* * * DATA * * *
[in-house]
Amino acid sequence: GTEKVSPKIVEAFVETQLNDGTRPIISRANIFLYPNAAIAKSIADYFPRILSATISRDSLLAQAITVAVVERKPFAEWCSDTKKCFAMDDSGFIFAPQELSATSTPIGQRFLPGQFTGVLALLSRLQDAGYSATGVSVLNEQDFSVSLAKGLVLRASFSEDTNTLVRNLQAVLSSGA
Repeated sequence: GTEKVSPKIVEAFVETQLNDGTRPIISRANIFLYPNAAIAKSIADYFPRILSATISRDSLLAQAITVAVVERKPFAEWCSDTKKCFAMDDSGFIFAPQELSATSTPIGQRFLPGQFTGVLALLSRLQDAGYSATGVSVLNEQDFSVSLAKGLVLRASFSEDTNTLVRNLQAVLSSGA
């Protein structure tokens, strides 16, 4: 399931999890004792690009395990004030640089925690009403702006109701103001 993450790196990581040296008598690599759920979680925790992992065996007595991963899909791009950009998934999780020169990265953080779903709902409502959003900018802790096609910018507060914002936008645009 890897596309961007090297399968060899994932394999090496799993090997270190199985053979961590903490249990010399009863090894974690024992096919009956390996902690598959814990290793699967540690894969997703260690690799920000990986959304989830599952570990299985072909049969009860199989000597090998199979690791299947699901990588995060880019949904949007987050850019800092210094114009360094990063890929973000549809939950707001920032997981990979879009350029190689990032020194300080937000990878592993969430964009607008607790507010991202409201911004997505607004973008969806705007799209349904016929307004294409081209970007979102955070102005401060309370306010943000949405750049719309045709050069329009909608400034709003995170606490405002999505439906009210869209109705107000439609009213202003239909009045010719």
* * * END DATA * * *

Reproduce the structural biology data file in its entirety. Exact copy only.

[in-house]
Amino acid sequence: GTEKVSPKIVEAFVETQLNDGTRPIISRANIFLYPNAAIAKSIADYFPRILSATISRDSLLAQAITVAVVERKPFAEWCSDTKKCFAMDDSGFIFAPQELSATSTPIGQRFLPGQFTGVLALLSRLQDAGYSATGVSVLNEQDFSVSLAKGLVLRASFSEDTNTLVRNLQAVLSSGA
Repeated sequence: GTEKVSPKIVEAFVETQLNDGTRPIISRANIFLYPNAAIAKSIADYFPRILSATISRDSLLAQAITVAVVERKPFAEWCSDTKKCFAMDDSGFIFAPQELSATSTPIGQRFLPGQFTGVLALLSRLQDAGYSATGVSVLNEQDFSVSLAKGLVLRASFSEDTNTLVRNLQAVLSSGA
């Protein structure tokens, strides 16, 4: 399931999890004792690009395990004030640089925690009403702006109701103001 993450790196990581040296008598690599759920979680925790992992065996007595991963899909791009950009998934999780020169990265953080779903709902409502959003900018802790096609910018507060914002936008645009 890897596309961007090297399968060899994932394999090496799993090997270190199985053979961590903490249990010399009863090894974690024992096919009956390996902690598959814990290793699967540690894969997703260690690799920000990986959304989830599952570990299985072909049969009860199989000597090998199979690791299947699901990588995060880019949904949007987050850019800092210094114009360094990063890929973000549809939950707001920032997981990979879009350029190689990032020194300080937000990878592993969430964009607008607790507010991202409201911004997505607004973008969806705007799209349904016929307004294409081209970007979102955070102005401060309370306010943000949405750049719309045709050069329009909608400034709003995170606490405002999505439906009210869209109705107000439609009213202003239909009045010719």